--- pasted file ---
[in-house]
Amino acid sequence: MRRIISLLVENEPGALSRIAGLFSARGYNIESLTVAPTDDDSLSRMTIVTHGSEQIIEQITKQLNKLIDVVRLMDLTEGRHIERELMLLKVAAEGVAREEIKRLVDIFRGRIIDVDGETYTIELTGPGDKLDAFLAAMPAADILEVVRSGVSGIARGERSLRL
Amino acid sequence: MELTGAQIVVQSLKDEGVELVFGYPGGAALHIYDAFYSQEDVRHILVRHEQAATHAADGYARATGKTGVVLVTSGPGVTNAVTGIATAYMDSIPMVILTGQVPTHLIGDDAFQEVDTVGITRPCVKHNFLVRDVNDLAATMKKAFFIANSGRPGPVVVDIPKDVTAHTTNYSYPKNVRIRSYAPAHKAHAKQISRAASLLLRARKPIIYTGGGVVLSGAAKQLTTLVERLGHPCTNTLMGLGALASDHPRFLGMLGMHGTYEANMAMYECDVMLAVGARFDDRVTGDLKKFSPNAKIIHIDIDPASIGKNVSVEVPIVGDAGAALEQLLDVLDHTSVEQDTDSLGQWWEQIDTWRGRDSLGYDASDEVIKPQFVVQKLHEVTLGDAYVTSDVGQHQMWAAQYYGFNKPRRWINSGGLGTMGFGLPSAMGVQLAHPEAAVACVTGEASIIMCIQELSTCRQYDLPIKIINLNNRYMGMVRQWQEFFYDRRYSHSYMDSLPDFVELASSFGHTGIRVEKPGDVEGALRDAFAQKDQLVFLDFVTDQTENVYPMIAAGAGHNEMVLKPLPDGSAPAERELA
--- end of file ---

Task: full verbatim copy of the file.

[in-house]
Amino acid sequence: MRRIISLLVENEPGALSRIAGLFSARGYNIESLTVAPTDDDSLSRMTIVTHGSEQIIEQITKQLNKLIDVVRLMDLTEGRHIERELMLLKVAAEGVAREEIKRLVDIFRGRIIDVDGETYTIELTGPGDKLDAFLAAMPAADILEVVRSGVSGIARGERSLRL
Amino acid sequence: MELTGAQIVVQSLKDEGVELVFGYPGGAALHIYDAFYSQEDVRHILVRHEQAATHAADGYARATGKTGVVLVTSGPGVTNAVTGIATAYMDSIPMVILTGQVPTHLIGDDAFQEVDTVGITRPCVKHNFLVRDVNDLAATMKKAFFIANSGRPGPVVVDIPKDVTAHTTNYSYPKNVRIRSYAPAHKAHAKQISRAASLLLRARKPIIYTGGGVVLSGAAKQLTTLVERLGHPCTNTLMGLGALASDHPRFLGMLGMHGTYEANMAMYECDVMLAVGARFDDRVTGDLKKFSPNAKIIHIDIDPASIGKNVSVEVPIVGDAGAALEQLLDVLDHTSVEQDTDSLGQWWEQIDTWRGRDSLGYDASDEVIKPQFVVQKLHEVTLGDAYVTSDVGQHQMWAAQYYGFNKPRRWINSGGLGTMGFGLPSAMGVQLAHPEAAVACVTGEASIIMCIQELSTCRQYDLPIKIINLNNRYMGMVRQWQEFFYDRRYSHSYMDSLPDFVELASSFGHTGIRVEKPGDVEGALRDAFAQKDQLVFLDFVTDQTENVYPMIAAGAGHNEMVLKPLPDGSAPAERELA